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Mexico admits challenges after visit of the UN Committee against Enforced Disappearance

The Secretary of Foreign Relations, Marcelo Ebrard, received on his last day of work in Mexico to the delegation of the United Nations Committee against Forced Disappearance (CED, for its acronym in English), which visited the country to verify the conditions that persist in the matter.



Foreign Minister Marcelo Ebrard in the meeting with the committee against enforced disappearance.  (Darkroom)


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Foreign Minister Marcelo Ebrard in the meeting with the committee against enforced disappearance. (Darkroom)

During the meeting Ebrard highlighted that Mexico recognizes the prevalence of significant challenges in terms of enforced disappearances and committed by individuals, and that the experience and good practices that the Committee has developed since its creation can contribute to strengthening institutional capacities for prevention, investigation, search for missing persons, processes of accountability and reparation for victims.

Too stressed that the Foreign Ministry has reiterated its openness to constructive dialogue and to cooperation with international human rights treaty bodies and mechanisms.

For its part, the delegation made up of the president of the Committee, Carmen Rosa Villa Quintana, the experts, Juan Pablo Albán Alencastro, Juan José López Ortega and Horacio Ravenna, and the secretary of the Committee, Albane Prophette Pallasco, He thanked the Foreign Ministry for its support in achieving the visit and that it took place in a constructive framework.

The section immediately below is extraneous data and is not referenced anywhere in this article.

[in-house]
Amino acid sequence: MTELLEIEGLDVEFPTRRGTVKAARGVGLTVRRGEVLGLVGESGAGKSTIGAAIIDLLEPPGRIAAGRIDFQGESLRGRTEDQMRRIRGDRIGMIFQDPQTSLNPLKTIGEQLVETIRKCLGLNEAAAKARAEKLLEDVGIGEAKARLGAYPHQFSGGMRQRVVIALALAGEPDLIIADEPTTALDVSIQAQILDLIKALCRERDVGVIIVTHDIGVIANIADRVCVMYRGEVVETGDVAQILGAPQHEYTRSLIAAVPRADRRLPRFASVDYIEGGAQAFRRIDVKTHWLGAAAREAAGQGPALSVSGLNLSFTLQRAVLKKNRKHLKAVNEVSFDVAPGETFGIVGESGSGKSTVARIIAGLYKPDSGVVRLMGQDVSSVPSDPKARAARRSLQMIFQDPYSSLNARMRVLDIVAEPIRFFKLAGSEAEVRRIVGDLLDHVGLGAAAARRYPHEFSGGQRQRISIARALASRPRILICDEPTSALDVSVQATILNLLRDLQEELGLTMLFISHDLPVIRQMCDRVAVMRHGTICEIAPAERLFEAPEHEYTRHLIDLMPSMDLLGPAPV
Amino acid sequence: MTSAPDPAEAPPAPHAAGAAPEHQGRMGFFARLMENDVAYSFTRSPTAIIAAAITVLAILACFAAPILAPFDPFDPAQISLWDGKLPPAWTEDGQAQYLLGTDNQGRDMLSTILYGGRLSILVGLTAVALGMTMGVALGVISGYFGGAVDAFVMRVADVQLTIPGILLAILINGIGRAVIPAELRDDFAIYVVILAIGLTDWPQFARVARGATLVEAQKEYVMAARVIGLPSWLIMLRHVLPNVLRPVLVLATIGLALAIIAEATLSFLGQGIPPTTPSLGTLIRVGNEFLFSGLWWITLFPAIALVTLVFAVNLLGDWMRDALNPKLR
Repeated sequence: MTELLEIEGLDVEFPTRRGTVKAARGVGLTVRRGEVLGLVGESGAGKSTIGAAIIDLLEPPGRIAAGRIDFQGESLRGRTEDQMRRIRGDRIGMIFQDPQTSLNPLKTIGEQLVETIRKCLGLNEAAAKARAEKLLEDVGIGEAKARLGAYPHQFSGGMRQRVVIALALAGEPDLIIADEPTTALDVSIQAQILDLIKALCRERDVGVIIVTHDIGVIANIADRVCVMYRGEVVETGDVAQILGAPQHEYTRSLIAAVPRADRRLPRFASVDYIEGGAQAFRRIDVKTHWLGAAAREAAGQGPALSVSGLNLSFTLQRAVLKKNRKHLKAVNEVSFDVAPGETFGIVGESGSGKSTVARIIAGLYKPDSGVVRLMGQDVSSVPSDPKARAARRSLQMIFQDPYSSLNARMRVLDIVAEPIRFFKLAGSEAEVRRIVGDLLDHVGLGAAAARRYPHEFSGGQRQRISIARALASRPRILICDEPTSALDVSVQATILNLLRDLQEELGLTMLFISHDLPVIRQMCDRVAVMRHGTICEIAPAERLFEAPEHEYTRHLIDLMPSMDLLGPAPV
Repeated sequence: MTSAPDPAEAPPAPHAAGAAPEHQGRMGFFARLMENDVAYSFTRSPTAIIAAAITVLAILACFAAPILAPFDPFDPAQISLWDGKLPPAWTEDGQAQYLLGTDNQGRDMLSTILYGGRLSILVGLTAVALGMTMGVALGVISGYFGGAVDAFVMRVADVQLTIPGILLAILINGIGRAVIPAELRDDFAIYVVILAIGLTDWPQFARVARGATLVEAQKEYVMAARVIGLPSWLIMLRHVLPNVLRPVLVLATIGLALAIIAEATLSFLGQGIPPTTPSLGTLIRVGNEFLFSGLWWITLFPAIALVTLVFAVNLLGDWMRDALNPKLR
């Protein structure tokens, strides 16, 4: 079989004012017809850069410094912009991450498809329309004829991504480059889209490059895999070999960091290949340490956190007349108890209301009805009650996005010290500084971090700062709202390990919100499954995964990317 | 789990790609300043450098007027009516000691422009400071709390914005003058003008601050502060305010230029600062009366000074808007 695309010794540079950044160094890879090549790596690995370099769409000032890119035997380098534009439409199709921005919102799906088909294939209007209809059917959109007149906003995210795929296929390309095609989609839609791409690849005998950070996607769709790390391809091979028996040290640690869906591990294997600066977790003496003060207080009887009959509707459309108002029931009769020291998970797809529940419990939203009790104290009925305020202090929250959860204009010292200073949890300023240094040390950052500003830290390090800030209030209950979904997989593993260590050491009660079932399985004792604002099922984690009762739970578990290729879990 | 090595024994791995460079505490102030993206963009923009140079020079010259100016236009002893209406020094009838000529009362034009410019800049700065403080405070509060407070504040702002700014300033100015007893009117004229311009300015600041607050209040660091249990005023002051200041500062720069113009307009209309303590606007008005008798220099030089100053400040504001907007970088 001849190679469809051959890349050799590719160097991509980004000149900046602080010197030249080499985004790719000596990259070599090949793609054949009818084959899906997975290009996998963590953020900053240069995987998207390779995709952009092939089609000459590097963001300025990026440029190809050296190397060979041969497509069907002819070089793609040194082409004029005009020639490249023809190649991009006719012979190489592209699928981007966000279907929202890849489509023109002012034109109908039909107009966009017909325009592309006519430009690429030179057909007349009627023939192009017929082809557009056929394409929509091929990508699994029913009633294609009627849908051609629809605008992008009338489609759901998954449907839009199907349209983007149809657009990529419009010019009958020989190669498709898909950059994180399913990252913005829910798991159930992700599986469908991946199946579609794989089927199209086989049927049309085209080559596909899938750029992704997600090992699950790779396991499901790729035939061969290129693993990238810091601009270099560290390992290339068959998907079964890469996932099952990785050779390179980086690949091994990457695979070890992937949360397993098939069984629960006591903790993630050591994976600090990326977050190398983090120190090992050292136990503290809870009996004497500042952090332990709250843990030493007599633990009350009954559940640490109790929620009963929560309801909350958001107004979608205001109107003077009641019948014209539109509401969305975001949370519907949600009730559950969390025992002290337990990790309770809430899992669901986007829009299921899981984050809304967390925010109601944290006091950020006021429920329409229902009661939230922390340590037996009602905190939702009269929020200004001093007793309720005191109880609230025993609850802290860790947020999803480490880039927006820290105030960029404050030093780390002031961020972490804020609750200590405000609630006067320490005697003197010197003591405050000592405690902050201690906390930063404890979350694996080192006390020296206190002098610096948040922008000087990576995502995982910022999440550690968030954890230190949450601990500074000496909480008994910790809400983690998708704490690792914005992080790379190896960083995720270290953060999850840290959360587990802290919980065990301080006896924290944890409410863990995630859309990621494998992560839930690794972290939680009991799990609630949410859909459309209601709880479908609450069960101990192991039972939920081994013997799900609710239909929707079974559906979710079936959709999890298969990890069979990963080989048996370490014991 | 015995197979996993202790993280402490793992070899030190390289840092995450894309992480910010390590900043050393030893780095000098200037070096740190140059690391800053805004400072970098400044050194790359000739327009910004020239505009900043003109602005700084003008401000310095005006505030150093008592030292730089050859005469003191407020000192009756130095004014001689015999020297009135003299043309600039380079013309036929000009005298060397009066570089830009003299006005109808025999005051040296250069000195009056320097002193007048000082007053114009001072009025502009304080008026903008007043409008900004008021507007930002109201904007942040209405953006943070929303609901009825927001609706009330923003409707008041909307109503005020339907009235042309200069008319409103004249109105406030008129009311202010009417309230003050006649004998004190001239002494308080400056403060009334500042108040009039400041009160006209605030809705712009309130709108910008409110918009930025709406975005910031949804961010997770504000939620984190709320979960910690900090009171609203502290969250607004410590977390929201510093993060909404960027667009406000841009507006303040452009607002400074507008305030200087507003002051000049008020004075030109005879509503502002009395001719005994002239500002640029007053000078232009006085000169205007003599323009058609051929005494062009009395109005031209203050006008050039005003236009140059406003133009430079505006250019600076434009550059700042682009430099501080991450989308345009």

Villa Quintana thanked the Mexican State for its willingness and its openness to carry out this visit, which had been requested since 2013. The head of the United Nations delegation also emphasized the challenges facing the country, as well as the will of the current government to face them.

Among other things, he said that the Committee will review the report of the visit and send it to the Mexican State in April 2022, which will contain concrete recommendations to face these challenges. The CED visit to Mexico began on November 15 and ended on Friday.

During the first three days of his visit, he held meetings with different federal authorities, including the Ministry of the Interior, the Office of the Attorney General of the Republic, the National Search System and the National Search Commission, the National Institute of Migration, the Ministry of Defense. National, the Secretariat of the Navy, the National Guard and the Secretariat of Security and Citizen Protection, the National Institute for Access to Information and Protection of Personal Data, the National Human Rights Commission, as well as the Ministry of Foreign Affairs itself, always in total respect for the autonomy of the Committee.

The delegation visited 13 states in total: Chihuahua, Mexico City, Coahuila, State of Mexico, Guanajuato, Guerrero, Jalisco, Morelos, Nayarit, Nuevo León, Sinaloa, Tamaulipas and Veracruz, where they held meetings with high-level state authorities, with groups of victims and carried out some search activities in the field.

dmr

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